This torment is magnified by the loss of hope. People in life-or-death survival conditions, such as being lost in the wilderness or being held prisoner of war, will dream and plan for the future in order to make their present conditions tolerable. The critically ill heart patient expresses his faith in his upcoming surgery by making a date to play golf six weeks after the operation. But the depressed person sees no viable future. There is nothing to look forward to, no dreams to fulfill, only the never-ending hell of the eternal present.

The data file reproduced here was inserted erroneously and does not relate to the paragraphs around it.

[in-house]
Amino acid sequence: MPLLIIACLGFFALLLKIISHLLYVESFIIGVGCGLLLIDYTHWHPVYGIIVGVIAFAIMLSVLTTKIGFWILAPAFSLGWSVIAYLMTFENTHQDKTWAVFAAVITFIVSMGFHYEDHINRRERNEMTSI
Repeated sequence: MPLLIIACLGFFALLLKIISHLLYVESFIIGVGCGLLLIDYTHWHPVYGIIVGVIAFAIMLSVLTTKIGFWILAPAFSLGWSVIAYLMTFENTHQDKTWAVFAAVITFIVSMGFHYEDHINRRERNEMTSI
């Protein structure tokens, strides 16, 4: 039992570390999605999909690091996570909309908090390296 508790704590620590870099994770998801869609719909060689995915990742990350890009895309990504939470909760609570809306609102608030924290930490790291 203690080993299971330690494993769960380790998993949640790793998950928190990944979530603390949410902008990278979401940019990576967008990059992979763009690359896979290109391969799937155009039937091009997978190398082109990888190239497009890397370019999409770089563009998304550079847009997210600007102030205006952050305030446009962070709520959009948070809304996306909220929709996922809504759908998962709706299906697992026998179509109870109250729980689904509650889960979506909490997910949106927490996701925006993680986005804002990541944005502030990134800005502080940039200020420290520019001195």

Such pain and despair descended upon me during an episode of “treatment resistant” depression that I wrote about in my previous blog. After nine months of unremitting suffering, I lost hope that the pain would ever stop or that I could do anything to change it. At this point an old college friend of mine serendipitously reentered my life. Teresa was a registered nurse who worked at the Oregon Health Sciences University Medical School, where she taught stress reduction to patients with chronic pain. Her classes were based on the groundbreaking work of Jon Kabat-Zinn, a meditation teacher featured in Bill Moyers’ 1996 PBS documentary, “Healing and the Mind.” Kabat-Zinn teaches the Buddhist practice of “mindfulness meditation” to patients suffering from intractable physical pain. Through employing his techniques, they learn to alleviate not just their physical discomfort, but their accompanying emotional distress as well.